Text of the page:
tadalafil, Cialis (cont.)
Omudhome Ogbru, PharmD
Omudhome Ogbru, PharmD
Dr. Ogbru received his Doctorate in Pharmacy from the University of the Pacific School of Pharmacy in 1995. He completed a Pharmacy Practice Residency at the University of Arizona/University Medical Center in 1996. He was a Professor of Pharmacy Practice and a Regional Clerkship Coordinator for the University of the Pacific School of Pharmacy from 1996-99.
Medical and Pharmacy Editor:
Tadalafil also exaggerates the blood pressure lowering effects of some alpha-blocking drugs for example, terazosin (Hytrin) that primarily are used for treating high blood pressure or enlargement of the prostate. Individuals who take these alpha-blockers should be on a stable dose of the alpha-blocker before tadalafil is started. In such situations, tadalafil should be started at the lowest dose. If the patient is already taking tadalafil, the alpha-blocker should be started at the lowest dose.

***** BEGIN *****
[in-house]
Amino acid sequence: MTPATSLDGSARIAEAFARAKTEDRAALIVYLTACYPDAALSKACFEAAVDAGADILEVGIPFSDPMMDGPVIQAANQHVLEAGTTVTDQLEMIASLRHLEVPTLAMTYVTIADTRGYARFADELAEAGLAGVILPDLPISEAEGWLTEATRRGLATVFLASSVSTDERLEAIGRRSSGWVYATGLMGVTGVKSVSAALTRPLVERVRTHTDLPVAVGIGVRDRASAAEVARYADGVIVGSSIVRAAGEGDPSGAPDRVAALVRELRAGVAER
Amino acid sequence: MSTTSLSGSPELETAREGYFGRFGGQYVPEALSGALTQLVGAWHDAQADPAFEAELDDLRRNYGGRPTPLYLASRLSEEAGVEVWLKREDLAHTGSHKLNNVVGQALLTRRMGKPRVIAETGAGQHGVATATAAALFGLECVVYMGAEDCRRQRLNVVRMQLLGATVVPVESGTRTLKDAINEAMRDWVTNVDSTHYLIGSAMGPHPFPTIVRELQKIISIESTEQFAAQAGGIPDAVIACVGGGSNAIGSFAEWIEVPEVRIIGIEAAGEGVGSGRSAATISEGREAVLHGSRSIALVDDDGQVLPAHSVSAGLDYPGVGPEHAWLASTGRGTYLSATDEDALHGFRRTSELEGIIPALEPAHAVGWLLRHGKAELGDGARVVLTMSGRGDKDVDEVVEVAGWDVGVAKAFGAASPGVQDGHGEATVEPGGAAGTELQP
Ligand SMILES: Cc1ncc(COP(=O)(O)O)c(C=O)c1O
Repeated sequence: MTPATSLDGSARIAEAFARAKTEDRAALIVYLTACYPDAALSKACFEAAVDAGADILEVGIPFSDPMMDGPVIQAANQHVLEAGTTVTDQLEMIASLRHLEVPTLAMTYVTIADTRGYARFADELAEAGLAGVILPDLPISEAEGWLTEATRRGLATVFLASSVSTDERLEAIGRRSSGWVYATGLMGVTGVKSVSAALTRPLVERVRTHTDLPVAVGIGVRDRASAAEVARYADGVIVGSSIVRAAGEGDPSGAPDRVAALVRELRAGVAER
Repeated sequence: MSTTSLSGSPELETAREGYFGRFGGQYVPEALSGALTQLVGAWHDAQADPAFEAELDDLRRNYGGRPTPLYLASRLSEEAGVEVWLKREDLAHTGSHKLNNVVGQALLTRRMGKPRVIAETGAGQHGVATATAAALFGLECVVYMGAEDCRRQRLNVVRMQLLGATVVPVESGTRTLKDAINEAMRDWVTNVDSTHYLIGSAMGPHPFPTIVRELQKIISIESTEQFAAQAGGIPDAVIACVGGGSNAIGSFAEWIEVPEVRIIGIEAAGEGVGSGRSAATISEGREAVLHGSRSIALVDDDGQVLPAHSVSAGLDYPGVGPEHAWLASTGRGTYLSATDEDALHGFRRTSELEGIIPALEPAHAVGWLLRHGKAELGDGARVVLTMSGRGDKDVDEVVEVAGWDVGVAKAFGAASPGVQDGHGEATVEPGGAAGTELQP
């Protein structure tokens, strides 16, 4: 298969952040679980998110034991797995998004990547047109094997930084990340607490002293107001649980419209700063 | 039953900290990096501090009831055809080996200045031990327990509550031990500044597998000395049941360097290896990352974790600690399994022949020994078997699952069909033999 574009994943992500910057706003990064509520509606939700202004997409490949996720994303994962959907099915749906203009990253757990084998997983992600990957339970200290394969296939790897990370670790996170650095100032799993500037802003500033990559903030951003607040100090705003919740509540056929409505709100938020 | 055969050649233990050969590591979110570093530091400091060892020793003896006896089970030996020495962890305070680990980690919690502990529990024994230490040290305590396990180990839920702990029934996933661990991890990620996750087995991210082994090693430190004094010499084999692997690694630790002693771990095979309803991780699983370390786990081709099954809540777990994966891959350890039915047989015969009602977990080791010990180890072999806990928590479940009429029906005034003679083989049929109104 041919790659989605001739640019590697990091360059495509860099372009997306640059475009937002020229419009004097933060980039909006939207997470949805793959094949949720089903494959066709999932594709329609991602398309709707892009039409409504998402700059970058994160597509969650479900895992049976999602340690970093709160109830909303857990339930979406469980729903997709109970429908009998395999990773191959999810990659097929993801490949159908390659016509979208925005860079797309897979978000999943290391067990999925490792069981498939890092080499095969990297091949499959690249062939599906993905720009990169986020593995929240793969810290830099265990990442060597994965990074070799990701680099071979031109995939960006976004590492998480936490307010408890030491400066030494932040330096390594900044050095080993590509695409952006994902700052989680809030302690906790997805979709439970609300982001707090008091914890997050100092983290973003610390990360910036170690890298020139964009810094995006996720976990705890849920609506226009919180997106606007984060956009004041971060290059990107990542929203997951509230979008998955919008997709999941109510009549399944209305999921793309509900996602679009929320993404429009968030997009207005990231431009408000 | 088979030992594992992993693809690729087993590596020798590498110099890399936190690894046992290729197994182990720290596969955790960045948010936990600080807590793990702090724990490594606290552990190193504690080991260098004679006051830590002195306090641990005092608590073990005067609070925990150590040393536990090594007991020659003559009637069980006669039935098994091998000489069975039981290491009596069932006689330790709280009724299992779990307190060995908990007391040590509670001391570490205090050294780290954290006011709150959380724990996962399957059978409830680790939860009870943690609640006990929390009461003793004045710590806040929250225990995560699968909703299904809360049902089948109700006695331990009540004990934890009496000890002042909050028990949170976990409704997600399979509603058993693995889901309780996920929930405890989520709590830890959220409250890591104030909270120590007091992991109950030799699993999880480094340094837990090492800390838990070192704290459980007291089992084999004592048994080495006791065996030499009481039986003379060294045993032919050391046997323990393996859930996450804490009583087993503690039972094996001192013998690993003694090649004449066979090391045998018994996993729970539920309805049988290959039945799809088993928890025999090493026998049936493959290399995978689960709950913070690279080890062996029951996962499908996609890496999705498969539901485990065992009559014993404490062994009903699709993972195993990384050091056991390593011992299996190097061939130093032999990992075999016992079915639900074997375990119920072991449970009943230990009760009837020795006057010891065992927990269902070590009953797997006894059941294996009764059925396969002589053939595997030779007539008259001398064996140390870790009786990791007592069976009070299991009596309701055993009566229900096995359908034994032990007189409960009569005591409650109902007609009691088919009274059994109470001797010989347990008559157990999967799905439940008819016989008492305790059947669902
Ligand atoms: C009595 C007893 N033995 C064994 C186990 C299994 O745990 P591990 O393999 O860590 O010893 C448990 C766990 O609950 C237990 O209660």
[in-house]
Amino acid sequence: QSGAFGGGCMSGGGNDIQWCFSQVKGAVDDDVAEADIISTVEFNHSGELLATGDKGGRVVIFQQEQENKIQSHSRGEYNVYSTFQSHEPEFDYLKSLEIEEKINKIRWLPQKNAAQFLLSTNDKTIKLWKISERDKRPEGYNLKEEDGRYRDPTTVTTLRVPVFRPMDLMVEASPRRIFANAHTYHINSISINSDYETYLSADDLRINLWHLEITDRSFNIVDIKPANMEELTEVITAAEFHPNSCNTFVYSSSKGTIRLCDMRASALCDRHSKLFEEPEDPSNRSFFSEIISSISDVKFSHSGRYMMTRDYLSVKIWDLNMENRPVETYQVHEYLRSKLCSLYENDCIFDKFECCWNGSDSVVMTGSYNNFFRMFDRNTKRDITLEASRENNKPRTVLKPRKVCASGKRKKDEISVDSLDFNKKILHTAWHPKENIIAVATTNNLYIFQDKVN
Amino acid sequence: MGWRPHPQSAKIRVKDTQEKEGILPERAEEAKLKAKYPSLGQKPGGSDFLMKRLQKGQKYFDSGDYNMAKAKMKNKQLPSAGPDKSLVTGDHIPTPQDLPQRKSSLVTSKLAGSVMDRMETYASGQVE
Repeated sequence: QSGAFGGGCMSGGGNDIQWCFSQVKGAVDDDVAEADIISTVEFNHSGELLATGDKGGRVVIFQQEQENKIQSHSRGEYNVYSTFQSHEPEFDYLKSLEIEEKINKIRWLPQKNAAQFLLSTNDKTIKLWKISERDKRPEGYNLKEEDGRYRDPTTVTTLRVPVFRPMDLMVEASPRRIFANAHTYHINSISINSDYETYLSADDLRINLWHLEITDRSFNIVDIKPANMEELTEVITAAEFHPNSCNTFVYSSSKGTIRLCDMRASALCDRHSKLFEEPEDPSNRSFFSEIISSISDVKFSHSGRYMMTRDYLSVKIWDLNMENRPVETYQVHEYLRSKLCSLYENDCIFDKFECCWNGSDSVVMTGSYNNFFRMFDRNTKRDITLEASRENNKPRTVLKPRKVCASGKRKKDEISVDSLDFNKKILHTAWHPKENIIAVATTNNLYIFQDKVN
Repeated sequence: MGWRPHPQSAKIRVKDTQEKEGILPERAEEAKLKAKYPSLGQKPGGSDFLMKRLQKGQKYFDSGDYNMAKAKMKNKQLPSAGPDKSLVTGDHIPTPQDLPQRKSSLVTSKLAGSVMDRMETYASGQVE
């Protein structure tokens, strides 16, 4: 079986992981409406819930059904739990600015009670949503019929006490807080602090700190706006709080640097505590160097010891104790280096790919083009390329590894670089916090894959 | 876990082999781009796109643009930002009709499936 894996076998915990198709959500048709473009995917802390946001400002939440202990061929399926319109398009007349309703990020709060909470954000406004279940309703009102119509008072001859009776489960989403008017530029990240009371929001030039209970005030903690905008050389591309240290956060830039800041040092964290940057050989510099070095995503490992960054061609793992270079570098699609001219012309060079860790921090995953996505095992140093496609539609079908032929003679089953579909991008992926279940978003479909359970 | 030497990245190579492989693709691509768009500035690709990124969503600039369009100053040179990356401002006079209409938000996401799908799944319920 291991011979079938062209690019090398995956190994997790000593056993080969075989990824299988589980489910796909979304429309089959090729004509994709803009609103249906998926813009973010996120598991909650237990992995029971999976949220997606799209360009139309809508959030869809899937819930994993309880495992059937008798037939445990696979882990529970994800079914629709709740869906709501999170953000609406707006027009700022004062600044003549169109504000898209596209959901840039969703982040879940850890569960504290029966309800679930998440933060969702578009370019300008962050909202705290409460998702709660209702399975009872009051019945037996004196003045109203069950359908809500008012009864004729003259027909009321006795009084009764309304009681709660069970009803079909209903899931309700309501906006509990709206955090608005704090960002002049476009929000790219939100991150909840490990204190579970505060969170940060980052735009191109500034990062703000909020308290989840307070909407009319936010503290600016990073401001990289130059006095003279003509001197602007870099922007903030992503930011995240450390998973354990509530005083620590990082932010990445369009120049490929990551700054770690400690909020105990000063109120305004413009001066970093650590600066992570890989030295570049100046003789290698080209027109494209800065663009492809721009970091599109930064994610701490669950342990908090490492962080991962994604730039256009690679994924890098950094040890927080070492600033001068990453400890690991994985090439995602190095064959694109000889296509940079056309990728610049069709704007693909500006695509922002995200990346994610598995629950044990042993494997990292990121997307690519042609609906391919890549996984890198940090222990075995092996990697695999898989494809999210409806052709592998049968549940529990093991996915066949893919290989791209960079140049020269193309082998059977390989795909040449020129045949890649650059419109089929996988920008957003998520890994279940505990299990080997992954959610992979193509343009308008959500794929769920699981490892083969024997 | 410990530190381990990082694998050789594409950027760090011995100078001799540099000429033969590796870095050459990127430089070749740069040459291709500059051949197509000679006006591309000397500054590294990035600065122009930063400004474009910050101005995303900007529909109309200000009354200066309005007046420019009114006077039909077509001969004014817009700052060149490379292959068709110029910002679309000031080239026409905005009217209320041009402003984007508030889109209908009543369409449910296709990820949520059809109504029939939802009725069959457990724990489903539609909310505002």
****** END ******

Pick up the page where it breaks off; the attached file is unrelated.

Tadalafil should not be combined with Adcirca (another form of tadalafil) or other PDE5 inhibitors, for example, vardenafil (Levitra) or sildenafil (Viagra, Revatio).
PREGNANCY: Tadalafil is not approved for use in women.
NURSING MOTHERS: Tadalafil is not approved for women and has not been evaluated in women who are breastfeeding.
SIDE EFFECTS: The most common side effects of tadalafil are facial flushing (reddening), headaches, stomach upset, diarrhea, flu-like symptoms, and nausea. Tadalafil also may cause low blood pressure, blurred vision and changes in color vision, and abnormal ejaculation. Tadalafil has been associated with prolonged erections or priapism (painful erections lasting more than 6 hours). Patients should seek immediate medical help if they experience an erection lasting more than 4 hours. Use of tadalafil, most often in patients with pre-existing heart disease, has been associated with chest pain, heart attacks, death, strokes, palpitations, and increased heart rate. Rare cases of sudden loss of hearing have been reported with phosphodiesterase inhibitors such as tadalafil, sometimes associated with ringing in the ears and dizziness. If changes in hearing occur, patients should stop their tadalafil and seek immediate medical attention. Phosphodiesterase-5 inhibitors have been associated rarely with non-arteritic anterior ischemic optic neuropathy (NAION), a condition which causes decreased vision and may lead to blindness.
Reference: FDA Prescribing Information
Last Editorial Review: 2/14/2012
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